RARE RUSSIAN BOOK HIGHLIGHTS GROGAN & COMPANY'S FEBRUARY AUCTION A rare Russian book was the highly contested lot at Grogan & Company's recent February 13th auction, drawing the attention of bidders around the world.
News-Antique.com - Feb 25,2011 - On Sunday, February 13th, Grogan and Company, Fine Art Auctioneers and Appraisers, conducted their first auction of the 2011 season to a standing room only crowd. The 1.4 million dollar sale included a wide variety of American and European Paintings, Prints and Sculpture, 18th and 19th century Furniture and Decorative Works of Art, Silver, Jewelry and Oriental Rugs and Carpets.
The top lot of the auction, a rare 19th century Russian Book on Byzantine Art, drew competitive bidding between phone lines and the internet, finally selling to a Russian bidder on the phone for $83,375. The book was the highlight of a collection of Near East Decorative Arts, Prints, Books and Maps assembled by Cambridge born Harvard graduate, Theron Damon, and is one of the most rare and coveted book on Russian art. Other noteworthy items from the Damon collection included Arthur Popeís A Survey of Persian Art, published by Oxford University Press in 1938 in 9 volumes, which brought $10,350; and Caspard Fossatiís Aya Sofia, a collection of color lithograph plates depicting the restoration of the Hagia Sophia Mosque in Constantinople, which sold for $10,350. Two Antique Maps of Rome by Giovvanni Battista Nolli and Giovani Battista Piranesi, sold well above their $1,000-1,500 estimate, achieving $9,200 and Five Turkish Brass Candleholders with Persian inscriptions, estimated at $1,000-1,500, surprised the audience, when a floor bidder was successful against eight phone lines and the internet to win the lot for a respectable $13,800. A fine Tabriz Carpet, Persia, late 19th century, measuring 13 feet 8 inches x 11 feet 6 inches and estimated at $10,000-15,000 sold for $17,250 and Four Mid Eastern Hand Mirrors, estimated at $300-500, sold for $6,490.
The Fine Art offerings including Young Girl in Profile, a diminutive oil on canvas, by French Impressionist Pierre Auguste Renoir. Acquired in 1952 at Parke Bernet, the painting was once in the collection of Ambrose Vollard, one of the most influential art dealers of the early 20th century. Bidders in the room competed against fifteen phone lines and the internet before it was finally sold over the phone for $54,625. Other fine art highlights included Guy Wiggins Winter on Wall Street, an 8 x 11 inch oil on board, which brought $26,450 against a $12,000-20,000 estimate and an Italian Harbor View by J. Linton Chapman sold for $16,100 against a $2,000-4,000 estimate. Print selections featured The Race, by Thomas Hart Benton, which sold for $8,050 against a $4,000-6,000 estimate and Out of the Canyon by Carl Rungius brought $4,887 against a $2,000-4,000 pre-sale estimate.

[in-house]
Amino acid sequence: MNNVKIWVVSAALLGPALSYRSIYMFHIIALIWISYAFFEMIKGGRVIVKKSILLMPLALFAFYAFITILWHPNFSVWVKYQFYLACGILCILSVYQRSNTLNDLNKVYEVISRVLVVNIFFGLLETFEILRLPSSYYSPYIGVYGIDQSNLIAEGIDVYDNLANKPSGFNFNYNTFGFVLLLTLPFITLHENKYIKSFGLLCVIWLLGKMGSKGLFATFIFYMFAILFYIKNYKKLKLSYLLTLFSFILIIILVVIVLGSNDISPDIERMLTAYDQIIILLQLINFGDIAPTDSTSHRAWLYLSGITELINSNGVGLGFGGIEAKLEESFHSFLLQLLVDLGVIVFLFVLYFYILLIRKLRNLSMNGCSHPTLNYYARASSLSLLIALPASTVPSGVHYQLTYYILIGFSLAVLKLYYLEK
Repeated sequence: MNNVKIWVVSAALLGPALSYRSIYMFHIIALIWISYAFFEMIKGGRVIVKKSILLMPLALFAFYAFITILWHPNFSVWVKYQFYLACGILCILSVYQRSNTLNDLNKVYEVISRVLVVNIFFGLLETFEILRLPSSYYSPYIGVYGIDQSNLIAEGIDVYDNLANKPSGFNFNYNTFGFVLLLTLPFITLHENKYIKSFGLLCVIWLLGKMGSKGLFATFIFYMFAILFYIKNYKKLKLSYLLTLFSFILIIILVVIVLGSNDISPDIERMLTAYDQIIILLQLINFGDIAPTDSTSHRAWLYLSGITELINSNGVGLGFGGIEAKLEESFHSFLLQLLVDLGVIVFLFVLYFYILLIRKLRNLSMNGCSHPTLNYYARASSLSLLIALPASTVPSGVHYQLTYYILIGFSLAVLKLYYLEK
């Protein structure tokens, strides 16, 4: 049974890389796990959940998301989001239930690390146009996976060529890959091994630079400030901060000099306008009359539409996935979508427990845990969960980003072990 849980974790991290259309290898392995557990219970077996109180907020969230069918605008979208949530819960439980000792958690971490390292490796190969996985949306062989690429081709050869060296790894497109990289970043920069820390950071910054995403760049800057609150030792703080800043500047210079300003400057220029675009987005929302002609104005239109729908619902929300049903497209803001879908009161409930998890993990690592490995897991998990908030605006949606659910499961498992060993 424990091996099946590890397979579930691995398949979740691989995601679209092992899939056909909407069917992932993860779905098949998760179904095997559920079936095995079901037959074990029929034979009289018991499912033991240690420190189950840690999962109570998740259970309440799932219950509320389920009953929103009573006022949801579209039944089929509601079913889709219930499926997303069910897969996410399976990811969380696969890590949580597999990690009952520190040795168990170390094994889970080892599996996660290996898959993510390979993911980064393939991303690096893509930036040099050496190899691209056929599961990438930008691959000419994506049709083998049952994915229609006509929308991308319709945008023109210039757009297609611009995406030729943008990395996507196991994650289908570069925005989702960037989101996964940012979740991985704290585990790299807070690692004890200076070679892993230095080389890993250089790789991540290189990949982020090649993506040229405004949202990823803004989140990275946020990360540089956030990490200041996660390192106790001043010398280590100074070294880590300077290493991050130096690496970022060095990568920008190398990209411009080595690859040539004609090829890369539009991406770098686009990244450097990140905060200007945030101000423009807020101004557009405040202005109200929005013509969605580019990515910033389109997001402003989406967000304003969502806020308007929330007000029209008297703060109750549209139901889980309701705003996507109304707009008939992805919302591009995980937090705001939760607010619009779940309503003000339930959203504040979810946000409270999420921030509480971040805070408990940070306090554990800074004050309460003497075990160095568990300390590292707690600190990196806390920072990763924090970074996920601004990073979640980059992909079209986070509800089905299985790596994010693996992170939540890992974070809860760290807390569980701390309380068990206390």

The highlight of the Chinese decorative works of art was a Gilt Bronze Figure of a Seated Diety. The golden figure, thought to be from the 15th century, soared beyond itís $500-1,000 estimate to sell for $57,500. Massachusetts Furniture offerings faired well, with a Concord Cherry Chest on Chest, attributed to Joseph Hosmer, selling for $10,637, against a $5,000-7,000 presale estimate and a Rare Classical Carved Mahogany McIntire Sofa, achieved $7,670 (pre-sale estimate: $500-800). A Steinway Grand